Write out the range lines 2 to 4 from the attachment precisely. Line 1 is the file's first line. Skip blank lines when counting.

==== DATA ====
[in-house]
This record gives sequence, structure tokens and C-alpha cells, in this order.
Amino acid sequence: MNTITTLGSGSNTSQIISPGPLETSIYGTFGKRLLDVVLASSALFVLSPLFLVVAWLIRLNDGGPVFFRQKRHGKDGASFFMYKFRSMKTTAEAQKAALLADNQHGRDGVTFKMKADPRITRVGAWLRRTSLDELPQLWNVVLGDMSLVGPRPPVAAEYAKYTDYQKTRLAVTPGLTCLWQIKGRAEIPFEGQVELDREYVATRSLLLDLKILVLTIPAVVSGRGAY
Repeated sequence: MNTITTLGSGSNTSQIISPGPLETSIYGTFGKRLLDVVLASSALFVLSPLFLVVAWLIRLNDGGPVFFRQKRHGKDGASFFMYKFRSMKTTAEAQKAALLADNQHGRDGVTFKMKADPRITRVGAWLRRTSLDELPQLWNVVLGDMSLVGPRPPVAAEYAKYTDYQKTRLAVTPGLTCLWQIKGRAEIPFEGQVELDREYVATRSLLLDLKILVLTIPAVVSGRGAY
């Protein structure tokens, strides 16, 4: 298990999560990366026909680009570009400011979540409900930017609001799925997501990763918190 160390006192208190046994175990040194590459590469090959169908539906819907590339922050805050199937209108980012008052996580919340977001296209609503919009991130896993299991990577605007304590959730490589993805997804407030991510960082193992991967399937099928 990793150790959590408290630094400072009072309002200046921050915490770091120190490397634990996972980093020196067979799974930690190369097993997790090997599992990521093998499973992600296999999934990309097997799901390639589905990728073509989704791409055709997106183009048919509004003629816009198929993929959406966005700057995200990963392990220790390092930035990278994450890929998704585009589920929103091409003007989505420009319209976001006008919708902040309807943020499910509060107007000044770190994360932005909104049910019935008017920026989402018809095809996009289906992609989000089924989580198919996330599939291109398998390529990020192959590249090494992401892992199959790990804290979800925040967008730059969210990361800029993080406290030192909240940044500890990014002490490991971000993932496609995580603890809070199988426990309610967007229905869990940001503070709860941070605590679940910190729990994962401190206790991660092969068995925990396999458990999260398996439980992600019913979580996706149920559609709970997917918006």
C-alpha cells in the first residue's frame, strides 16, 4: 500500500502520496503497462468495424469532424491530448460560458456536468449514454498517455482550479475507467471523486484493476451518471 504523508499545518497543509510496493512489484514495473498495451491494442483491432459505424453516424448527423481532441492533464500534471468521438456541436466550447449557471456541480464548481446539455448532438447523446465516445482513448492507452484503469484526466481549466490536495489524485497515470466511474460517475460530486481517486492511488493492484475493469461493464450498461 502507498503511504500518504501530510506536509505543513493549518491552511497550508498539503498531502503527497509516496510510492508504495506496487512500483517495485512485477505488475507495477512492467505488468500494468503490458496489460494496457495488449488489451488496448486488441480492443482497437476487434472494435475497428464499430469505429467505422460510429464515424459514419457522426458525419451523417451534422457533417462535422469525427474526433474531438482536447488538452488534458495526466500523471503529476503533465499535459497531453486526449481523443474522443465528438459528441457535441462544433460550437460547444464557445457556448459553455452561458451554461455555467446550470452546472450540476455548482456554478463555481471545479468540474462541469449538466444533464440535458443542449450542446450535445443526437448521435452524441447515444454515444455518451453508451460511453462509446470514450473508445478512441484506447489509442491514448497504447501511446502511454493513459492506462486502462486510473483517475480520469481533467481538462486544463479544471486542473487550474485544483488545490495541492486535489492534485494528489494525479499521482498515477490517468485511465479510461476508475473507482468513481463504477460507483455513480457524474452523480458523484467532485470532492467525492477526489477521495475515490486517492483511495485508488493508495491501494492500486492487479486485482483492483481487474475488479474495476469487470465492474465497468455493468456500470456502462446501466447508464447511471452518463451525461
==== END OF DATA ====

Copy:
This record gives sequence, structure tokens and C-alpha cells, in this order.
Amino acid sequence: MNTITTLGSGSNTSQIISPGPLETSIYGTFGKRLLDVVLASSALFVLSPLFLVVAWLIRLNDGGPVFFRQKRHGKDGASFFMYKFRSMKTTAEAQKAALLADNQHGRDGVTFKMKADPRITRVGAWLRRTSLDELPQLWNVVLGDMSLVGPRPPVAAEYAKYTDYQKTRLAVTPGLTCLWQIKGRAEIPFEGQVELDREYVATRSLLLDLKILVLTIPAVVSGRGAY
Repeated sequence: MNTITTLGSGSNTSQIISPGPLETSIYGTFGKRLLDVVLASSALFVLSPLFLVVAWLIRLNDGGPVFFRQKRHGKDGASFFMYKFRSMKTTAEAQKAALLADNQHGRDGVTFKMKADPRITRVGAWLRRTSLDELPQLWNVVLGDMSLVGPRPPVAAEYAKYTDYQKTRLAVTPGLTCLWQIKGRAEIPFEGQVELDREYVATRSLLLDLKILVLTIPAVVSGRGAY